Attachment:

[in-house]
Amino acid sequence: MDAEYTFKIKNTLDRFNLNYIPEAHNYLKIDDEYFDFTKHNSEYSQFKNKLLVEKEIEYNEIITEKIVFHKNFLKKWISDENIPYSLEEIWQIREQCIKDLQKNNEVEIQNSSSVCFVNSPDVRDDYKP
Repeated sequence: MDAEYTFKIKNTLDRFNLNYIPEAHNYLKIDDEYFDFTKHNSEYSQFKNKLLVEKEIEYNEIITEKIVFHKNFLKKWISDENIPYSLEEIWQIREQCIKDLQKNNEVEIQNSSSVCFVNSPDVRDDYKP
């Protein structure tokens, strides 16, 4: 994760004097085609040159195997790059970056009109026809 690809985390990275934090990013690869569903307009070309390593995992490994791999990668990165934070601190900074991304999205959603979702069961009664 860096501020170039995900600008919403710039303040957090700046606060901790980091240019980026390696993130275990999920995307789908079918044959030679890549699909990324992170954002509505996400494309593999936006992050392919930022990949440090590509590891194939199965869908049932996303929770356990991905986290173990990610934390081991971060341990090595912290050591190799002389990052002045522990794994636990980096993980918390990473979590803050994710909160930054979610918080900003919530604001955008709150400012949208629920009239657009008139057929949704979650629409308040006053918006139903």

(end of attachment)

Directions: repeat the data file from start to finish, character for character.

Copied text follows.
[in-house]
Amino acid sequence: MDAEYTFKIKNTLDRFNLNYIPEAHNYLKIDDEYFDFTKHNSEYSQFKNKLLVEKEIEYNEIITEKIVFHKNFLKKWISDENIPYSLEEIWQIREQCIKDLQKNNEVEIQNSSSVCFVNSPDVRDDYKP
Repeated sequence: MDAEYTFKIKNTLDRFNLNYIPEAHNYLKIDDEYFDFTKHNSEYSQFKNKLLVEKEIEYNEIITEKIVFHKNFLKKWISDENIPYSLEEIWQIREQCIKDLQKNNEVEIQNSSSVCFVNSPDVRDDYKP
């Protein structure tokens, strides 16, 4: 994760004097085609040159195997790059970056009109026809 690809985390990275934090990013690869569903307009070309390593995992490994791999990668990165934070601190900074991304999205959603979702069961009664 860096501020170039995900600008919403710039303040957090700046606060901790980091240019980026390696993130275990999920995307789908079918044959030679890549699909990324992170954002509505996400494309593999936006992050392919930022990949440090590509590891194939199965869908049932996303929770356990991905986290173990990610934390081991971060341990090595912290050591190799002389990052002045522990794994636990980096993980918390990473979590803050994710909160930054979610918080900003919530604001955008709150400012949208629920009239657009008139057929949704979650629409308040006053918006139903």